Sugru Inventor Jane ni Dhulchaointigh

Sugru Inventor Jane ni Dhulchaointigh #sugru

Inventor of wonder product Sugru, a silicone based mouldable glue, Jane ni Dhulchaointigh (try saying that quickly!) sheds some light on how to use her amazing product, how she developed it, and what she learned along the way…

What does a typical week look like for you?

In the life of Sugru there doesn’t seem to be a typical week! We are growing quite fast, so there are new challenges all the time. For example at the moment, I could be in the office with the team working on a series of exciting projects like the next evolution of Sugru.com, and how we inspire more and more people what they can do with their Sugru, or I could be travelling – this week for example I’m in New York meeting with US media, bloggers and people we may add to our team as we expand.

For me, inspiration comes in identifying a problem or area for improvement.

Describe your workplace.

At Sugru HQ in East London, we are a very varied and multidisciplinary team – of Scientists, Manufacturing, Design & Creative, as well as all the things you’d expect like Sales, Marketing and Finance – it makes for a fantastic mix of people and a buzzing atmosphere. Our workplace is in an old Victorian button factory, and that sounds a bit cooler than it probably is! It’s an exciting place to be as the team are very nice, and although we work very hard, we do have a laugh together too.

Sugru Inventor Jane ni Dhulchaointigh #sugru

Where do you find your inspiration?

For me, inspiration comes in identifying a problem or area for improvement. I have always been passionate about tackling the throwaway culture we live in and reimagining our surroundings to make them work harder and be more enjoyable. For example my home is an on-going project – there’s always a project underway and I find I get inspired easily, maybe a little too easily! I tend to have several projects on the go at once, and find it much more fun to start things than finish them. Workwise, I think finding inspiration comes much easier when you have space to think and play, and to follow your interests and instincts. These days with Sugru, the thing that inspires me is hearing from our community of users about their lives and projects and what they’ve done with their Sugru.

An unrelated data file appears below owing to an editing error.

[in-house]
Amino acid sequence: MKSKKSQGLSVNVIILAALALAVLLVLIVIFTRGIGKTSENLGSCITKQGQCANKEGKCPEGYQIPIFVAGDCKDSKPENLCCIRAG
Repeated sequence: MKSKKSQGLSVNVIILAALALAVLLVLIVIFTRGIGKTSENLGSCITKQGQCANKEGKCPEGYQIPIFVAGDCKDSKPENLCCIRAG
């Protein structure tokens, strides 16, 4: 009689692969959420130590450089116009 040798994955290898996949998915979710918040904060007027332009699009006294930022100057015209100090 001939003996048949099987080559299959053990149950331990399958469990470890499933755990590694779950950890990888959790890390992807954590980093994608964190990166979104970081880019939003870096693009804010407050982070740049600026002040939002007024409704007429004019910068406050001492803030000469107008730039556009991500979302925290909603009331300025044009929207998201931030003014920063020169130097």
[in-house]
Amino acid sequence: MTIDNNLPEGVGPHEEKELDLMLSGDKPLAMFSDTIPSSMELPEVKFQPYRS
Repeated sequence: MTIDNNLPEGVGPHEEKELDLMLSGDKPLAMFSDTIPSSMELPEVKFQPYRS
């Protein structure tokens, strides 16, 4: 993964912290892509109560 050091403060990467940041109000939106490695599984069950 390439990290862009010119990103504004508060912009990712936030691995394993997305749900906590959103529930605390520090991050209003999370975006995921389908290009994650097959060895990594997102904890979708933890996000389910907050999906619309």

Where did the idea for Sugru start?

While studying for my MA in Product Design at the Royal College of Art in London, I spent weeks experimenting with different materials. After some happy accidents, I created a material which was to become Sugru that could enable people to get creative and enhance their everyday items.

As a product designer I felt that the impact I would be able to have by redesigning specific products would be limited. However the potential for rediscovery and problem solving in the everyday objects we already own is huge. If I could tap into other people’s’ innate creativity we could transform any product to make it better. That’s when the idea for Sugru was born.

Sugru Inventor Jane ni Dhulchaointigh #sugru

I think finding inspiration comes much easier when you have space to think and play, and to follow your interests and instincts.

Share your biggest moment along the journey.

When exhibiting Sugru as my final year, the response I received was so positive – I had some many people saying they would definitely use this product if it was on the market. I got so excited and decided to turn my project into a business by teaming up with my co-founder Roger Ashby. From there, Sugru started with a small team of product designers and material scientists here in London. Born from our dream of making fixing, modifying and making things easy and fun for anyone (and a serious amount of time testing), the final Sugru product was born.